High-Tech Farming in Singapore

May 9, 2017

Some of you may have read about local fish farm Apollo Aquaculture opening a new high-tech joint venture farm in Brunei a few months ago. This helps to reduce the risk of supply disruptions by diversifying our food sources.

Another way to enhance our food security is to grow our food locally. Our farms are an important source of vegetables, eggs and fish. Local production provides a buffer against overseas food supply disruptions.

Given our limited space, we will not be able to produce all the food we need. However, new farming technologies allow us to significantly boost our production levels. Not only will this provide us with more locally grown food, it will also help our farmers scale up their businesses.

The Government will do more to help farmers adopt these new technologies. Some have already come on board.

For example, Yili farm is using taller growing houses and semi-automated curtain systems for better ventilation and temperature control. They have also installed curved plastic roofs to protect against the elements.

Yili’s vegetables are now growing better and harvesting losses have been reduced. Farm worker productivity has also increased as they can now work in the growing houses even during hot afternoons.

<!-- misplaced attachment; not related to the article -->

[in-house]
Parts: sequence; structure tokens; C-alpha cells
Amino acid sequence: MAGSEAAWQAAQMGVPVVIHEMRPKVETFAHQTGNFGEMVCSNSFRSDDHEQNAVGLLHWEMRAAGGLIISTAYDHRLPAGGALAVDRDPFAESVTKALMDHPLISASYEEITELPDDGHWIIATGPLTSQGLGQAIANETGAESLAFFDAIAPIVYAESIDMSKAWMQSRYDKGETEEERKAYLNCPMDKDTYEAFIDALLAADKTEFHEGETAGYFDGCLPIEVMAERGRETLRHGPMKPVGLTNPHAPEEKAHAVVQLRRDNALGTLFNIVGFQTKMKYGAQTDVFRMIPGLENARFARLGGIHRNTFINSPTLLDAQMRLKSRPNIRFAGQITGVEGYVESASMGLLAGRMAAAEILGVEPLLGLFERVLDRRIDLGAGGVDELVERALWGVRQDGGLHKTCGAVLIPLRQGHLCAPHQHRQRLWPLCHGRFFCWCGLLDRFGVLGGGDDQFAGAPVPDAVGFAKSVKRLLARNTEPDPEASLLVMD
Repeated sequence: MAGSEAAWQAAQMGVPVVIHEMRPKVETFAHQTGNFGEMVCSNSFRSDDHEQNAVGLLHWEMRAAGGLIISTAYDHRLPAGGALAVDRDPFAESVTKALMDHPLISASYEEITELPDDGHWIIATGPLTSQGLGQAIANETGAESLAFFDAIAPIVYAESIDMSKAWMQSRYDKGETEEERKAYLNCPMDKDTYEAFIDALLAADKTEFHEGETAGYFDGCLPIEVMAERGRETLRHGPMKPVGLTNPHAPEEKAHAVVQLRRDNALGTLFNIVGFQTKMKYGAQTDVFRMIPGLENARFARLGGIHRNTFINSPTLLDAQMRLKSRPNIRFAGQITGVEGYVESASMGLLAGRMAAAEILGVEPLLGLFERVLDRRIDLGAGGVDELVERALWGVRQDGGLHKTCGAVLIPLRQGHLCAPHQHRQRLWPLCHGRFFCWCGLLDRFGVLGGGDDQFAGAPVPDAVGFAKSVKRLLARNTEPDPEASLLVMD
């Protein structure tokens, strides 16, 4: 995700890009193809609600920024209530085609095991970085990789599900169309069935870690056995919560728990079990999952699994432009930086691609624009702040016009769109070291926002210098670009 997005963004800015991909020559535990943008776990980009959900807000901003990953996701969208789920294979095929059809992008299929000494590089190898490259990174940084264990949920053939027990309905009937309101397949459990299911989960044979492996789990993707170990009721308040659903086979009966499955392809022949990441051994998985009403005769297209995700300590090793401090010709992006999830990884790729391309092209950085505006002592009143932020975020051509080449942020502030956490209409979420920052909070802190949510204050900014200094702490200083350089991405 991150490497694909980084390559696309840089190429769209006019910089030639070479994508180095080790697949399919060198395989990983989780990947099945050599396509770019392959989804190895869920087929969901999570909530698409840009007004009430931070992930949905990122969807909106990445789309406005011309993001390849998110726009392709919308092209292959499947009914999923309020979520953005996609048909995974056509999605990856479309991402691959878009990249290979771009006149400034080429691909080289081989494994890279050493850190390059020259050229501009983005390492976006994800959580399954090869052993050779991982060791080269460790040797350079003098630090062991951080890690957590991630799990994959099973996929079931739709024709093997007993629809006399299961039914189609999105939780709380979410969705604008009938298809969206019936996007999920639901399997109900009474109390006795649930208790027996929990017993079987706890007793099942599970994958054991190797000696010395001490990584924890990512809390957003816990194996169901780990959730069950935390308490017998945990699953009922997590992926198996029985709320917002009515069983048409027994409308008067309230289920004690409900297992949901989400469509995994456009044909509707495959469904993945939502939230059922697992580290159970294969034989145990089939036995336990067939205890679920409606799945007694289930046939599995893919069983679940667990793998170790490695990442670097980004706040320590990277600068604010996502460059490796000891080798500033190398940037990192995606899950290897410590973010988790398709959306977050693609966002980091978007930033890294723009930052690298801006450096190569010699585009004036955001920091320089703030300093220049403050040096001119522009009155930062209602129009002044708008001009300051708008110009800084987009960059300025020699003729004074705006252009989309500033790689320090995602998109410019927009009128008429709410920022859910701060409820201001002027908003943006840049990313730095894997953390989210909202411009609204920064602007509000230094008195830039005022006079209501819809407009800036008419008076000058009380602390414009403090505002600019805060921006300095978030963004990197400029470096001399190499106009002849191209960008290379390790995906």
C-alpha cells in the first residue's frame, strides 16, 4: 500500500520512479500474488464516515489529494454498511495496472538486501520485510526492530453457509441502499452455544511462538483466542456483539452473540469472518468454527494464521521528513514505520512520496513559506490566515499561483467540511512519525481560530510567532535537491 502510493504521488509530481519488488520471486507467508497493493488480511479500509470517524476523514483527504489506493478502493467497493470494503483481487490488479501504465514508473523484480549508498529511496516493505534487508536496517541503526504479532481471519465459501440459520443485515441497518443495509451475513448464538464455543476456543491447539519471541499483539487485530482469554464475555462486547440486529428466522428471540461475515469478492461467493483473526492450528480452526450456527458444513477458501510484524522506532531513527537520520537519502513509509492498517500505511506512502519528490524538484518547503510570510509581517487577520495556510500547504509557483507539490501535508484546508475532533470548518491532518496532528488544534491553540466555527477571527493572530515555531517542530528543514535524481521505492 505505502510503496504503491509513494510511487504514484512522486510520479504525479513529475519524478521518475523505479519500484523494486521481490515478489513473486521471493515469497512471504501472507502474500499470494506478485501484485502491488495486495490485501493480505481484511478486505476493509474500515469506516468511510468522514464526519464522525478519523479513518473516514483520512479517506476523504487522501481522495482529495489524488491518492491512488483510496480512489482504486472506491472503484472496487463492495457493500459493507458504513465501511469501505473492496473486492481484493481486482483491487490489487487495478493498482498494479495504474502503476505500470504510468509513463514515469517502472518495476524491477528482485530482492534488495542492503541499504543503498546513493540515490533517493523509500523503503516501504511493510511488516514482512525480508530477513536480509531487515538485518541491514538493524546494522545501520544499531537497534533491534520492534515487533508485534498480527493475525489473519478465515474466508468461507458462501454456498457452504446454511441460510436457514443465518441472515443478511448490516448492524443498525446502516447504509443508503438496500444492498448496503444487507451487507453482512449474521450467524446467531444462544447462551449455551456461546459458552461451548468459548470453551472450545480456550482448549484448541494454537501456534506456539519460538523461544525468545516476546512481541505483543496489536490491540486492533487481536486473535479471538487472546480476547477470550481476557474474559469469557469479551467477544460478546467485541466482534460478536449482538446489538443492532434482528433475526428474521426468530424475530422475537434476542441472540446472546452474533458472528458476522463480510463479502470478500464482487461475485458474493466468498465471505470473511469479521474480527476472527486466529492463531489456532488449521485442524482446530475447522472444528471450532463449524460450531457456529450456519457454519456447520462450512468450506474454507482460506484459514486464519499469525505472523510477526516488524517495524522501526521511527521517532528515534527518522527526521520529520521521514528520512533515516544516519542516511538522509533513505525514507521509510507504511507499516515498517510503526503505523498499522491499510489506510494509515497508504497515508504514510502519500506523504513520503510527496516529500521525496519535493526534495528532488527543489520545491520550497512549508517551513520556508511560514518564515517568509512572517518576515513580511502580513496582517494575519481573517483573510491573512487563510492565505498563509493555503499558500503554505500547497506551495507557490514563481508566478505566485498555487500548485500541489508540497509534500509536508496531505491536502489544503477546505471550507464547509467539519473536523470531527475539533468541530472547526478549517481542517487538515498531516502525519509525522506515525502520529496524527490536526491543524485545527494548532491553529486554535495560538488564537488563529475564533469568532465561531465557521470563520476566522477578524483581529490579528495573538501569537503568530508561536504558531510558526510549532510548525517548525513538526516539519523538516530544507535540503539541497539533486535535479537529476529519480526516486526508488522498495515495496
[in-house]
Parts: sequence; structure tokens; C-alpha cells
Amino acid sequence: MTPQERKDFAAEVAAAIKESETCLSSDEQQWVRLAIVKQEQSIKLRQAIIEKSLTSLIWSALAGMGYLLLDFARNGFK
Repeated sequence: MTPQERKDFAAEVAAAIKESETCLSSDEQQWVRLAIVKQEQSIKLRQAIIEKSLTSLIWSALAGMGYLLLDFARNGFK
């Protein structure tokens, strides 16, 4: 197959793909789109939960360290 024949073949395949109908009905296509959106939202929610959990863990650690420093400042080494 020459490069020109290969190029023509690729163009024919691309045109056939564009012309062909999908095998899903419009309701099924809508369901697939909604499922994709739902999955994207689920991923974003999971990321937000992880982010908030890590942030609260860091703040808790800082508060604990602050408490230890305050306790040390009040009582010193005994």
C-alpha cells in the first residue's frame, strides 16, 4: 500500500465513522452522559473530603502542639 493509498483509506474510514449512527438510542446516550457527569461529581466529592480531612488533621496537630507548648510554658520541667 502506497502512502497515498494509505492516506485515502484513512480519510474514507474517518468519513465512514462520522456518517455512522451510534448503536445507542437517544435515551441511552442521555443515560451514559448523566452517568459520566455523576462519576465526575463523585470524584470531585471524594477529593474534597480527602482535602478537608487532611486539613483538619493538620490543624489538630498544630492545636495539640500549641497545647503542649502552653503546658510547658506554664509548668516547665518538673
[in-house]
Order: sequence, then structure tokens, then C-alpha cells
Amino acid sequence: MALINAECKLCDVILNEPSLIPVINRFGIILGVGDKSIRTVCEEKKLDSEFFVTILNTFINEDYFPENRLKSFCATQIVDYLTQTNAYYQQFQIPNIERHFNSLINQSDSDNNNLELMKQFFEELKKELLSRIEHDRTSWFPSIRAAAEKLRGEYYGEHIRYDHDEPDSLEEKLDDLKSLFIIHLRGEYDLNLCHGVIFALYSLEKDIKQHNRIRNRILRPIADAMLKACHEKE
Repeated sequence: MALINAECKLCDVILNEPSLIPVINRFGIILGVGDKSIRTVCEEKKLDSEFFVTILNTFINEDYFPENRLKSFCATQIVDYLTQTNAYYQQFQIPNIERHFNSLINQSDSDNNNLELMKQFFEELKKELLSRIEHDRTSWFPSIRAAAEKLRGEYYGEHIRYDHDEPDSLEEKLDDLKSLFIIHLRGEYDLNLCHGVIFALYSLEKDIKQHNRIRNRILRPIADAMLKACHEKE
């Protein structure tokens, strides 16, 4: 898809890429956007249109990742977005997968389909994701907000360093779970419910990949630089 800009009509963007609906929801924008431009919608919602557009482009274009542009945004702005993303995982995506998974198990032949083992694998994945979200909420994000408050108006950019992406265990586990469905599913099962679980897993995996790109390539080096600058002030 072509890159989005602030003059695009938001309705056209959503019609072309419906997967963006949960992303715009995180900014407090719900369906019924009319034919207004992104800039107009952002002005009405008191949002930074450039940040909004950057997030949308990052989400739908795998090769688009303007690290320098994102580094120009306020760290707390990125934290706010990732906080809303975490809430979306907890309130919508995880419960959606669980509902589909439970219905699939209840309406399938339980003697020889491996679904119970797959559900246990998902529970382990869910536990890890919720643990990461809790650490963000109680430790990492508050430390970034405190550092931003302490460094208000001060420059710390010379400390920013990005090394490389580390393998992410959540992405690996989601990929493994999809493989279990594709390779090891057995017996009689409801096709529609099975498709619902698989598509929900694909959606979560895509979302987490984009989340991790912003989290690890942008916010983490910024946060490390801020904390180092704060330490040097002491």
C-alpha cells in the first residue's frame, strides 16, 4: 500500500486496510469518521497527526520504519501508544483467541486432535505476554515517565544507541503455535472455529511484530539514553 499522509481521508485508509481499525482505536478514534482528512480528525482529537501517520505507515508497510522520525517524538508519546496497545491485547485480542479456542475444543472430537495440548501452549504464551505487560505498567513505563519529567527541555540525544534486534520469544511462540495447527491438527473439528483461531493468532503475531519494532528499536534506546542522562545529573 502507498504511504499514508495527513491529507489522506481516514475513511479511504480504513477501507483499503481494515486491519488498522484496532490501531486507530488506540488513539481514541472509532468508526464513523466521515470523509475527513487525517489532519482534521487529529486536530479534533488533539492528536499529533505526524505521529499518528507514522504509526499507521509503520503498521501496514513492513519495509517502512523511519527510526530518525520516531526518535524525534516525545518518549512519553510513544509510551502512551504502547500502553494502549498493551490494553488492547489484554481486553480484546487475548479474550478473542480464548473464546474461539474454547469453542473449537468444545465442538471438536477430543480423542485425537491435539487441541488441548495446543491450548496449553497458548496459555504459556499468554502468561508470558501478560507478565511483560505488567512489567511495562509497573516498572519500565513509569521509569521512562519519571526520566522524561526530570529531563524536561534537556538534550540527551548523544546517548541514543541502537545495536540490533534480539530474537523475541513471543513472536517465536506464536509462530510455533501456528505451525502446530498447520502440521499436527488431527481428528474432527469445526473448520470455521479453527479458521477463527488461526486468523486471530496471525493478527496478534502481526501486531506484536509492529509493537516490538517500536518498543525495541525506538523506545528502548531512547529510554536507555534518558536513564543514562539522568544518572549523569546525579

Another example is coastal fish farm, Marine Life Aquaculture (MLA). Previously, MLA needed over a week to manually transfer 100,000 fish fingerlings using plastic containers from their land-based nursery on Pulau Ketam to sea-cages 100 metres away.

MLA knew that there was a better way so they invested in a live fish pump. The same task can now be done in a day! Using a scanner with imaging technology, MLA is even able to track and count the number of fingerlings automatically during this process.

A modern agriculture sector will continue to play a key role in Singapore’s future, even as our economy evolves and our society becomes more urbanised.

This is why we have set aside new plots of farm land in Singapore for productive and high-tech farming.

These plots will be tendered out with longer 20 year leases, compared to the earlier blocks of 10 years announced previously. This follows from feedback we’ve received from farmers that they needed a longer period to recover the investments for new technologies. Furthermore, in assessing the proposals for these new farm plots, we will place greater emphasis on quality and productivity considerations.

AVA will release more details on the farm land tenders soon.

We hope both existing and new farmers will participate, and work with us on this journey to transform our farms.